Focus: An Unconventional Birth
Neutron stars are supposed to arise violently from supernova explosions, according to theory. But in the 11 February PRL, an analysis of a pair of whirling neutron stars–ultradense spheres about 20 kilometers wide–indicates that one of them may have formed directly from a small object called a white dwarf. This peaceful birth fascinates astrophysicists, but critics think the evidence doesn’t yet rule out the standard supernova picture.
The neutron star pair made headlines a year ago as the first “double pulsar” ever observed. Both objects whip beams of radiation into space as they spin. Radio telescopes see the neutron stars pulse at precise intervals and detect eclipses as one pulsar swoops in front of the other.
Astrophysicists agree that the pair began as two large stars orbiting close together. In the commonly accepted model, each star blew up and forged a neutron star, and the binary pair was tight enough to remain bound after the explosions. Because a supernova explosion is usually somewhat lopsided, the star normally shoots through space, often at hundreds of kilometers per second. So most neutron stars are propelled at a high speed far from the plane of our Milky Way galaxy, where the majority of stars reside.
But that’s not what studies reveal for the binary pulsar, say astrophysicists Tsvi Piran and Nir Shaviv of Hebrew University in Jerusalem. They calculated that, if the newest pulsar had arisen from a supernova, even a minimal explosion would have “kicked” the binary in a random direction at 120 kilometers per second or more. However, the system’s motion across the sky appears far more leisurely: just 20-30 kilometers per second, according to new results. Moreover, the pulsars are just 150 light-years from the galaxy’s plane, not far from their probable birthplace tens or hundreds of millions of years ago.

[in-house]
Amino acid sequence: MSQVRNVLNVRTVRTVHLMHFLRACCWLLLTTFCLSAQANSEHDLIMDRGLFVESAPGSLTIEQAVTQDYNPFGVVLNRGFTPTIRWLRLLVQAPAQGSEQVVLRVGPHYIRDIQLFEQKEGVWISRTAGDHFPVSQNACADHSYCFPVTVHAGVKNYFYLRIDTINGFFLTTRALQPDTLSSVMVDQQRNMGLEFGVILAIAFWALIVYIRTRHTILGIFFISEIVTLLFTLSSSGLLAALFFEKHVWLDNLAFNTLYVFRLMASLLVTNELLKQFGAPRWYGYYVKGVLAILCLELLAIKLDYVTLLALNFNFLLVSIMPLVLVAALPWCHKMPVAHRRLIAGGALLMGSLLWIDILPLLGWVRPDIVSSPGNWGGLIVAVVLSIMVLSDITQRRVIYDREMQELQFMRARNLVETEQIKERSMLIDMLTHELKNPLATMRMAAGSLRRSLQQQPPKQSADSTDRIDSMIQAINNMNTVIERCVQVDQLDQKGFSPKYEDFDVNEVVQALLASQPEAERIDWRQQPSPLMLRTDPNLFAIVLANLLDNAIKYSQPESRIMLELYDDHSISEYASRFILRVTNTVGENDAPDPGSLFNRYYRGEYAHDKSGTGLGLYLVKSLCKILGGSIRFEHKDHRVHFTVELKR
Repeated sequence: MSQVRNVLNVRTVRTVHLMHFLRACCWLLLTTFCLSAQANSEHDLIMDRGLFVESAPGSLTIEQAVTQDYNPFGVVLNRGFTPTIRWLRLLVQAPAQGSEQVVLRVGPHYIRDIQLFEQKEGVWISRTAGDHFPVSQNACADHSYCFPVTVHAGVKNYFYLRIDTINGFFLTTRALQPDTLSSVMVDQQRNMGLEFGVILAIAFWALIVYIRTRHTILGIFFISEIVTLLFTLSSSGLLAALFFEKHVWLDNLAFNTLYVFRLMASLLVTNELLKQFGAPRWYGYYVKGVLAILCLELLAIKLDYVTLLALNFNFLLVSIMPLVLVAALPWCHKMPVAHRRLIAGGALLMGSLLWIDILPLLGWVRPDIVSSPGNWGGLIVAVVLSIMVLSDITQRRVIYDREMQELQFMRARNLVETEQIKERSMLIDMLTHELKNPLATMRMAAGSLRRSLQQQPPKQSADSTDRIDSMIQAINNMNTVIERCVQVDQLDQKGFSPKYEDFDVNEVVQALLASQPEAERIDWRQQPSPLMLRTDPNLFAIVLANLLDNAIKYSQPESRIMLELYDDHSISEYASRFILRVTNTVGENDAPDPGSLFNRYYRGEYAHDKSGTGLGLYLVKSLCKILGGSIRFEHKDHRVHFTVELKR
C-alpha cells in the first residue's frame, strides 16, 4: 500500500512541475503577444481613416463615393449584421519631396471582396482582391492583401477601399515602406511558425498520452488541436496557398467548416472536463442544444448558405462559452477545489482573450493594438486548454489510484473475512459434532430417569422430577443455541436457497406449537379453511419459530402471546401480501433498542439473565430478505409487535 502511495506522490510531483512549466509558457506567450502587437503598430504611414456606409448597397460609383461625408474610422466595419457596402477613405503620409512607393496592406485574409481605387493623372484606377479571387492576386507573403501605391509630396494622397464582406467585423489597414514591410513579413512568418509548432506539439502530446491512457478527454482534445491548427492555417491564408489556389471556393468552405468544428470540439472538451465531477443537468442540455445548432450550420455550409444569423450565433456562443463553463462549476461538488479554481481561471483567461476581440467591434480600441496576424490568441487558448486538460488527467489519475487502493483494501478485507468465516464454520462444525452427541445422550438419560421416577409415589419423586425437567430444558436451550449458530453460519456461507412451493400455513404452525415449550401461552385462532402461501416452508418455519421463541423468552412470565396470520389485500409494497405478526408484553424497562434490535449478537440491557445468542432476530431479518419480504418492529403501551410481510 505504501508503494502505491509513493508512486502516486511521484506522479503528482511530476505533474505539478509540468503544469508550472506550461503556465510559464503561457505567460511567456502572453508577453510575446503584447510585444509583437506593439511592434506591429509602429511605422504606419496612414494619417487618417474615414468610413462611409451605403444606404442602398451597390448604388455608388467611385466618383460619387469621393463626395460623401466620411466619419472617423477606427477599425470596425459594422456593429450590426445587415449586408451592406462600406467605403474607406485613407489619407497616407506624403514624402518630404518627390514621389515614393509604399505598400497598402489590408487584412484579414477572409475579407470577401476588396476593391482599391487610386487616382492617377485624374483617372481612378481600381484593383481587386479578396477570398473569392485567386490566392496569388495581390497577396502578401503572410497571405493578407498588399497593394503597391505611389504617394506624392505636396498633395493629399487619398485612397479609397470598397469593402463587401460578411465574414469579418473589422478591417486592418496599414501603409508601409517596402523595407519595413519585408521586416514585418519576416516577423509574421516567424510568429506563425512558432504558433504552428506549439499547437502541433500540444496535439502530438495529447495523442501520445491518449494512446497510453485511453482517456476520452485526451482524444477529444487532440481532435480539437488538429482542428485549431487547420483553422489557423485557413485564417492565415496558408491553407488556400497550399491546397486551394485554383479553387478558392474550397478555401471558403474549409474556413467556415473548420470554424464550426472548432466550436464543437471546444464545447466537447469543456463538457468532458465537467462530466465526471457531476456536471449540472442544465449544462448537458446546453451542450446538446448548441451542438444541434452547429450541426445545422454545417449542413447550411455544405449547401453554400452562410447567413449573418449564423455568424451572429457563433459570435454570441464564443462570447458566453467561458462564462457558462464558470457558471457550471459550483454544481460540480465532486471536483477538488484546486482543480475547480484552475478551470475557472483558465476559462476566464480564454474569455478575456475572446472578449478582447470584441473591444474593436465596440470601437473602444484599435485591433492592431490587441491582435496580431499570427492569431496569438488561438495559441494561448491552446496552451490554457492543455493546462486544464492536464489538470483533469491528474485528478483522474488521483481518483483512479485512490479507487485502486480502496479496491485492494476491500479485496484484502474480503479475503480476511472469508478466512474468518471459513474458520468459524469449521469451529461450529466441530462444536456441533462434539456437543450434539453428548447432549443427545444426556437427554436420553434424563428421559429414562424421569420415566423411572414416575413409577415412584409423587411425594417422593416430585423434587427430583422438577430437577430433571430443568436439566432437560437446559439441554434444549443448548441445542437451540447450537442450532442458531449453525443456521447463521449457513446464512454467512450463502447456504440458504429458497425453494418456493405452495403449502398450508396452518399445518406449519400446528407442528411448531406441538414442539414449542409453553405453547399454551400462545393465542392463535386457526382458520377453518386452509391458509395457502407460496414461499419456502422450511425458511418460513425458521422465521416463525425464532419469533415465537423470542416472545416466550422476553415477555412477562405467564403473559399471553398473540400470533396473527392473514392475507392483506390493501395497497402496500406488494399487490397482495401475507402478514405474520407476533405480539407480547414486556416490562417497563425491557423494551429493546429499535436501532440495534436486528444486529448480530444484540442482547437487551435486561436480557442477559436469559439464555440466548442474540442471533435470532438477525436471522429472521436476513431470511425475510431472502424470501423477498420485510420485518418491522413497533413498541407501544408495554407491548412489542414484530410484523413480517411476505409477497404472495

The contradictions suggest a tantalizing alternative, says Piran: A lower-mass white dwarf could collapse into a neutron star without exploding. A white dwarf–the Earth-sized remnant of a medium-mass star–forms without a supernova and can hold about 1.4 times the mass of our sun before gravity crushes its atoms. If the newborn dwarf was slightly more massive than that, the outward pressure of its intense heat could hold off the inward pressure of gravity for millions of years, Piran says. Then, when it cooled, a “quiet” collapse could have formed the pulsar and expelled little mass. “We argue that it is extremely improbable to get this small velocity in any other way,” says Piran, who is on leave at the California Institute of Technology in Pasadena. “Whatever was there [before the neutron star], it was very light.”
That claim intrigues other researchers, but they say the case is not settled. The binary might actually race toward or away from us at high speed, but the system is far too faint for astronomers to discern that velocity. Rather, they can only deduce its two-dimensional motion across the plane of the sky, notes astrophysicist Vicky Kalogera of Northwestern University in Evanston, Illinois, although Piran believes a high velocity along our line of sight is quite unlikely. Kalogera also says Piran and Shaviv failed to account for the long-term curving orbit of the system within the rotating Galactic disk, which could alter the pulsar pair’s apparent speed and direction of motion today. Astrophysicist Steinn Sigurdsson of Pennsylvania State University in University Park concurs and raises another caveat: About 10 percent of observed pulsars linger near their birthplaces, scarcely moved by their explosive origins. “We don’t really understand pulsar kicks,” he says.
Robert Irion is a freelance science writer based in Santa Cruz, CA.